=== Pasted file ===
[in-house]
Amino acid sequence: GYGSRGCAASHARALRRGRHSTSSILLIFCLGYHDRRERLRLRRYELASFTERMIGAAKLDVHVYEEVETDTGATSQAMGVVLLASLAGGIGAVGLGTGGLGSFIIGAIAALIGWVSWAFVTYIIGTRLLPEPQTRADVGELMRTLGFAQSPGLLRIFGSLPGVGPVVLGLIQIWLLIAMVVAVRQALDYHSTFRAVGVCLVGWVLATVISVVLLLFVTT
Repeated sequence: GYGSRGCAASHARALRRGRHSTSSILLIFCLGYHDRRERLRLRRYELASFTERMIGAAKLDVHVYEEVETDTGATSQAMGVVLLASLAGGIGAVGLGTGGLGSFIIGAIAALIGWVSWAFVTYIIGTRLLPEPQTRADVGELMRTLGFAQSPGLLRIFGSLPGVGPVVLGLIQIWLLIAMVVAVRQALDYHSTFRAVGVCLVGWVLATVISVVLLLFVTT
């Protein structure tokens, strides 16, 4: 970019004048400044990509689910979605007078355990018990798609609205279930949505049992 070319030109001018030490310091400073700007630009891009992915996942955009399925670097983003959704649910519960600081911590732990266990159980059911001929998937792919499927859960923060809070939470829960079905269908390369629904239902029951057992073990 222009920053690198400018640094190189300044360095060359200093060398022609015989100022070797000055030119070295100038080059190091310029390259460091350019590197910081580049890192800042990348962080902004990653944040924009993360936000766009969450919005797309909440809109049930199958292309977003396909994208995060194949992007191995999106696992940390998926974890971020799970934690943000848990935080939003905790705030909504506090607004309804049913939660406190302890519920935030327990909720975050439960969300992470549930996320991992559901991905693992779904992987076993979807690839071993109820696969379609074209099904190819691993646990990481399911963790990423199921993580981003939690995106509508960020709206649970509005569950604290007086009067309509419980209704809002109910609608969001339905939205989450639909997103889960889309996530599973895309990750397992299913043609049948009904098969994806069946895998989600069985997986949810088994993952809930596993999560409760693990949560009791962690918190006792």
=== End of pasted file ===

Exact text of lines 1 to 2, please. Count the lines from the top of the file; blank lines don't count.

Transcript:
[in-house]
Amino acid sequence: GYGSRGCAASHARALRRGRHSTSSILLIFCLGYHDRRERLRLRRYELASFTERMIGAAKLDVHVYEEVETDTGATSQAMGVVLLASLAGGIGAVGLGTGGLGSFIIGAIAALIGWVSWAFVTYIIGTRLLPEPQTRADVGELMRTLGFAQSPGLLRIFGSLPGVGPVVLGLIQIWLLIAMVVAVRQALDYHSTFRAVGVCLVGWVLATVISVVLLLFVTT